In his 1981 book The Highway and the City, Lewis Mumford wrote on the relationship between cars and urban life. “The right to have access to every building in the city by private motorcar in an age when everyone possesses such a vehicle is actually the right to destroy the city,” he said. Perhaps Mumford was overreaching a bit, but as we’ve seen over the last few years, New Yorkers go to crazy extremes to defend what they believe is their inalienable right to curbside access.
The most famous example of curbside NIMBYism came along 34th St. as residents decried the way a dedicated bus lane would — GASP — require them to walk from the corner or cross a street to get to their apartment buildings. They could not unload their cars! They could not get direct door-to-door taxi service! It was an urban NIMBY nightmare.
Recently, a similar situation long brewing in Brooklyn’s DUMBO neighborhood came to a head. Some local residents along Main St. have complained about the way the B25 ambles down Main St. as it turns around to head back toward Fulton St. on its way to East New York. Here’s how The Brooklyn Paper summed up the dispute:
Residents on Main Street in DUMBO are demanding that the Metropolitan Transportation Authority re-route a bus that they claim causes traffic jams and road rage on their already cramped street — saying it’s only a matter of time before someone gets run over by the B25. “We’ve been petitioning the MTA for years,” said Ethan Goldman, a vocal opponent of the B25 bus route. “This is a huge problem that could easily be fixed, but they refuse to listen.”
For decades, the B25 bus has run from Downtown to DUMBO via Cadman Plaza West before heading east on Front Street to Main Street.But that was before the neighborhood became a hotspot for families and art houses including Galapagos Art Space and powerHouse Arena.
Now during the morning rush, DUMBO residents complain that one or more buses get stuck between illegally parked delivery trucks and cars — creating a din of perpetual honking and screeching tires in a neighborhood that is already among the noisiest in the city.
Re-read that last paragraph and revel in its logic. The bus is a problem because it gets stuck behind illegally parked trucks and cars. It’s not the cars and trucks that are problematic; it’s the city bus. “If the enforcement is only way that this bus route is going to work, that’s a sign that this isn’t a good plan,” Rob Perris, district manager for Community Board 2, said.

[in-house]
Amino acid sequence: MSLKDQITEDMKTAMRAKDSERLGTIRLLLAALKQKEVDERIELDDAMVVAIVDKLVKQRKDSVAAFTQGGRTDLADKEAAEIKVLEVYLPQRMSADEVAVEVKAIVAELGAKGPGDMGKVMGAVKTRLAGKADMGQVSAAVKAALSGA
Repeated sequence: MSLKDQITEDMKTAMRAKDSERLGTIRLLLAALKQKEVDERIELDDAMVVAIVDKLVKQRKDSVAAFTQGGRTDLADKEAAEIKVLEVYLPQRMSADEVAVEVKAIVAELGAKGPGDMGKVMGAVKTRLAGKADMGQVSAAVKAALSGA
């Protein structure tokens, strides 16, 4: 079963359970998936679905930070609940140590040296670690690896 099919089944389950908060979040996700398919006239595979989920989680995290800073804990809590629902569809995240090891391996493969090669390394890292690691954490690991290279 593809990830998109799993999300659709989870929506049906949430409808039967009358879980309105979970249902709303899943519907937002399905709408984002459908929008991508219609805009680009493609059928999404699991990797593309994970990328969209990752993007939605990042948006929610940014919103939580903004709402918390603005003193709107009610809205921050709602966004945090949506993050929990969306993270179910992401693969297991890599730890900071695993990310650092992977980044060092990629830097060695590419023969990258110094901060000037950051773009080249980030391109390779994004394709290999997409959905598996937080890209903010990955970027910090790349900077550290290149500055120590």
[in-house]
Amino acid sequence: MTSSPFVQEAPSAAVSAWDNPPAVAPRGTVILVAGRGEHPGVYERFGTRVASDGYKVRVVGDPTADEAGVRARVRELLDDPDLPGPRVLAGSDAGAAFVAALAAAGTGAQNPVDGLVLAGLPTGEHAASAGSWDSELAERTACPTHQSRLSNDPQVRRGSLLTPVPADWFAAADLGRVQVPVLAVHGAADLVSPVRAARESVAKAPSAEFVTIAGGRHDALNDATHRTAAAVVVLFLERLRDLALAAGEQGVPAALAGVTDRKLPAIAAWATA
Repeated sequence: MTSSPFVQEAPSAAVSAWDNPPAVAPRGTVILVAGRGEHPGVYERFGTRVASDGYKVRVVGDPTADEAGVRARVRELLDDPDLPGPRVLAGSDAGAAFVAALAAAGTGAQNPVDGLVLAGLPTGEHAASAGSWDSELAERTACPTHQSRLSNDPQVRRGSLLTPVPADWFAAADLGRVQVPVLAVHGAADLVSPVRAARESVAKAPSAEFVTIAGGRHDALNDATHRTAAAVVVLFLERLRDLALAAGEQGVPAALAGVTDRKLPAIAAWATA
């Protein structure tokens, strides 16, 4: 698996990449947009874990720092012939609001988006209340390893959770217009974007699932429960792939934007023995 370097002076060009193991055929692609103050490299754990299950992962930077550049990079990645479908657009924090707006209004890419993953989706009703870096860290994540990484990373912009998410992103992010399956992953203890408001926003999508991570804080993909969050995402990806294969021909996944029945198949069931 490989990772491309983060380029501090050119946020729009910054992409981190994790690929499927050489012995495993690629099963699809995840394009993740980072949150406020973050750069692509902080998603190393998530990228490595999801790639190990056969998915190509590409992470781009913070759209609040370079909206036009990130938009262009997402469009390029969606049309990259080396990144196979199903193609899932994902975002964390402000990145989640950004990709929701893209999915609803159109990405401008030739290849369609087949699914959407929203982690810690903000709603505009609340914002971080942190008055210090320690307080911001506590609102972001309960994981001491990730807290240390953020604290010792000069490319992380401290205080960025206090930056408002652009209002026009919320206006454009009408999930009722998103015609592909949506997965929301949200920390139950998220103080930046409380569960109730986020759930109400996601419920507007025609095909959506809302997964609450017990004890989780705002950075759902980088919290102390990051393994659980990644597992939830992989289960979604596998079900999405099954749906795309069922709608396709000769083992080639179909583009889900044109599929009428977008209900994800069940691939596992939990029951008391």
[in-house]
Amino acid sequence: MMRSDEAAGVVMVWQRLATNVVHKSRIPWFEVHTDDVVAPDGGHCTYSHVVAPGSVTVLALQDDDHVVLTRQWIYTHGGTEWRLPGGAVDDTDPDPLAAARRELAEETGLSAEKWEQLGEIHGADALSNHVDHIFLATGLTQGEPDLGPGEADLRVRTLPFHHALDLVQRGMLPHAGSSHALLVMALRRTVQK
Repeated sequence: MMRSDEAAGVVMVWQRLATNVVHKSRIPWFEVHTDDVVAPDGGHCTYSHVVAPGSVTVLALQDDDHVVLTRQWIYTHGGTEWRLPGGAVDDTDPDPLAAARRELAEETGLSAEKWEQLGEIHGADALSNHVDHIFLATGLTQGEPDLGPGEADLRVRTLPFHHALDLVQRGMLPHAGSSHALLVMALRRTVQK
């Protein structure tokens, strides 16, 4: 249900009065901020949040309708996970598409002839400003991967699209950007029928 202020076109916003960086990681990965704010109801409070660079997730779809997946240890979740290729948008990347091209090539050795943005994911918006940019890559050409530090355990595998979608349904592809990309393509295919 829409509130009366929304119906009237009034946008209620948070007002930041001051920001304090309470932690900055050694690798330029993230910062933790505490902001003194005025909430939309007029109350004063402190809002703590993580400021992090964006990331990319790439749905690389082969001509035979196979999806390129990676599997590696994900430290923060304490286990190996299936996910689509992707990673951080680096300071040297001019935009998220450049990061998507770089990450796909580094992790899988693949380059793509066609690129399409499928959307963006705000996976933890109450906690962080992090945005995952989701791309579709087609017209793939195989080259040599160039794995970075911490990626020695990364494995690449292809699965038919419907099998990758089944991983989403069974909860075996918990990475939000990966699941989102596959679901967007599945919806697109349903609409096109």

The comments from DUMBO residents, gathered at the bottom of a post on Brownstoner and torn apart by Brooklyn Spoke are just as illuminating. Here’ s a gem:
Main Street is now a major destination in New York City, and on Saturday and Sunday there is asteady stream of limos coming down Main Street dropping off their parties on the street to takephotos in the park and to go to various restaurants in the neighborhood. The limos and the busesare engaged in a weekend-long battle for access to Main Street and wedding parties and guestsare regularly dodging the never-ending on-coming buses that always seem to travel in pairs.
In the same group of letters, inconsistencies abound. Some residents claim delivery fleets and illegally parked cars are a problem while others say the street is simply too narrow and too congested with children — who somehow navigate the delivery trucks and parked cars? — to support buses. The valid concerns of speeding bus drivers who aren’t respectful or careful enough of pedestrians are lost in the din of a group of people who just don’t like buses. (Although how the buses could be speeding that dangerously with the streets clogged with illegally parked cars is another conundrum here.)
DUMBO residents are seemingly alleging that buses are responsible for the traffic on their block, and their solution isn’t to enforce traffic laws or rethink the placement of loading areas. It is to ban buses. Let’s make it someone else’s problem so our idyllic little streets can be restored to their proper dignity, fit for cars and front-door deliveries. In any city, cars have a place; deliver vehicles have a place; limos and taxis have a place. But they do not have unfettered access to the streets at the expense of anything else. “Sharing” is a lesson we should have learned in kindergarten, but it is often lost on people battling over street space.
I believe Doug Gordon at Brooklyn Spoke summarizes it best: “New York is in a strange place right now. We have visionary leadership transforming our streets every day. We are home to some of the most innovative thinkers, business people, artists, and techies. But when it comes to thinking our way out of the traffic hell that engulfs so many neighborhoods–and the climate change that will come to swallow low-lying neighborhoods like DUMBO–it’s all too easy for the narrow-minded and loud to win out over the nuanced and creative.”
Rob Perris at CB2 could hardly be any bigger of a tool bag. Seems like he is consistently on the wrong side of these issues.
It really is a shame that such a “progressive” city as New York is filled with such regressive tools and whiners. Hoping the MTA points out the little tidbit about illegally parked cars to these folks. Notice that as usual, “we live here now so everybody do as we say” yuppies are the culprit.
There’s a certain cachet among the trendies for being in Brooklyn for the name, but their hearts (and attitude) still lie in Manhattan, which is a place the B-25 does not go. They don’t use it, even if other people in the neighborhood do, so by default it’s an interloper.